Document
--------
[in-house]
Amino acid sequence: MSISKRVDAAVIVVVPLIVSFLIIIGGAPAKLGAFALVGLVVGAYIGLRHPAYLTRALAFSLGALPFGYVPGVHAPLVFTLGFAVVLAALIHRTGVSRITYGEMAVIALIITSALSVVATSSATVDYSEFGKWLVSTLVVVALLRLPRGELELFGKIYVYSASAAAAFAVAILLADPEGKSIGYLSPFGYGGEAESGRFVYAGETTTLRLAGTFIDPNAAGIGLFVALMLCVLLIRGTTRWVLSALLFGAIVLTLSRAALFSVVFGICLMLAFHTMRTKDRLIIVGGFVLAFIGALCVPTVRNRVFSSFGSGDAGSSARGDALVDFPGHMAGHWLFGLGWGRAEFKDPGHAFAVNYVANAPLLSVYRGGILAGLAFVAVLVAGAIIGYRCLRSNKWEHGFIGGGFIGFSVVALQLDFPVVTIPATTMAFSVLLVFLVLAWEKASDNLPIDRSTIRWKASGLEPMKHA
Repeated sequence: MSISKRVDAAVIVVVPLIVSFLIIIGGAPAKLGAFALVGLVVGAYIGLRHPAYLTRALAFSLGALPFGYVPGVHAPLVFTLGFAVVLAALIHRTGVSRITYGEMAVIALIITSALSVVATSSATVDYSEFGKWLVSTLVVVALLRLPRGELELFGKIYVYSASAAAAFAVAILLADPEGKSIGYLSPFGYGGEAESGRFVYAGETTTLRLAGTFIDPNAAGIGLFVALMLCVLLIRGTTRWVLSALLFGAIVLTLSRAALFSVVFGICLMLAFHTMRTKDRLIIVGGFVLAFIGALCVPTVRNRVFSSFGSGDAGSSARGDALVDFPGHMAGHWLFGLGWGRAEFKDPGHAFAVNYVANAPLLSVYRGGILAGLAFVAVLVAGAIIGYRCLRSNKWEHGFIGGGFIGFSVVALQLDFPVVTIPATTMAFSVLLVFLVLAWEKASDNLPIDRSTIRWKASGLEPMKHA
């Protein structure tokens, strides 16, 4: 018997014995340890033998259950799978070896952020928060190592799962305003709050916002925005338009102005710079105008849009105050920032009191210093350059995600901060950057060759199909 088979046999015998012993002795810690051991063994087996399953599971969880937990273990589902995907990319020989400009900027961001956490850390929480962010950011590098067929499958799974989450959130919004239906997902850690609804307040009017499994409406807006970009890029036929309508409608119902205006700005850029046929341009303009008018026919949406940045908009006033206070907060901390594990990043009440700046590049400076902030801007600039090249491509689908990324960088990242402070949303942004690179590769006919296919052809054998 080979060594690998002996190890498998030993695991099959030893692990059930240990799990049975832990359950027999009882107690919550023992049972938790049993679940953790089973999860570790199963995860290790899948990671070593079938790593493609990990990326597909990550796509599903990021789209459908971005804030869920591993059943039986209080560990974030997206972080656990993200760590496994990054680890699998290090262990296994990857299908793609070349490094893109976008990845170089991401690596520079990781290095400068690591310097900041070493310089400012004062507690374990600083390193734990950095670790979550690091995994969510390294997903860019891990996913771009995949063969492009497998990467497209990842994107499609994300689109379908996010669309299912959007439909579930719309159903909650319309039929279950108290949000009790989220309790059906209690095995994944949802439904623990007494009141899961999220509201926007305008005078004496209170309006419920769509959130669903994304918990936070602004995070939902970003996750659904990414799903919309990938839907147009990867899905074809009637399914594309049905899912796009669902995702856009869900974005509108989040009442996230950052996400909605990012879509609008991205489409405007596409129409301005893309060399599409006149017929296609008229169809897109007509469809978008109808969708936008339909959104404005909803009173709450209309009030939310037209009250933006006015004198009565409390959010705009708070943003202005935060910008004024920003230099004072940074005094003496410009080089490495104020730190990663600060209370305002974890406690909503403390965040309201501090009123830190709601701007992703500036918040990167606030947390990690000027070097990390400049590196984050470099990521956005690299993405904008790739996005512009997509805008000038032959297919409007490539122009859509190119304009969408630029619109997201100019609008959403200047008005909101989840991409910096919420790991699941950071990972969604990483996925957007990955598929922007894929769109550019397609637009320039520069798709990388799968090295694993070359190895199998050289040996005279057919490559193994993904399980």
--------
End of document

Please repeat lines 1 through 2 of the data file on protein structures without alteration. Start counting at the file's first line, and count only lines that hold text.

[in-house]
Amino acid sequence: MSISKRVDAAVIVVVPLIVSFLIIIGGAPAKLGAFALVGLVVGAYIGLRHPAYLTRALAFSLGALPFGYVPGVHAPLVFTLGFAVVLAALIHRTGVSRITYGEMAVIALIITSALSVVATSSATVDYSEFGKWLVSTLVVVALLRLPRGELELFGKIYVYSASAAAAFAVAILLADPEGKSIGYLSPFGYGGEAESGRFVYAGETTTLRLAGTFIDPNAAGIGLFVALMLCVLLIRGTTRWVLSALLFGAIVLTLSRAALFSVVFGICLMLAFHTMRTKDRLIIVGGFVLAFIGALCVPTVRNRVFSSFGSGDAGSSARGDALVDFPGHMAGHWLFGLGWGRAEFKDPGHAFAVNYVANAPLLSVYRGGILAGLAFVAVLVAGAIIGYRCLRSNKWEHGFIGGGFIGFSVVALQLDFPVVTIPATTMAFSVLLVFLVLAWEKASDNLPIDRSTIRWKASGLEPMKHA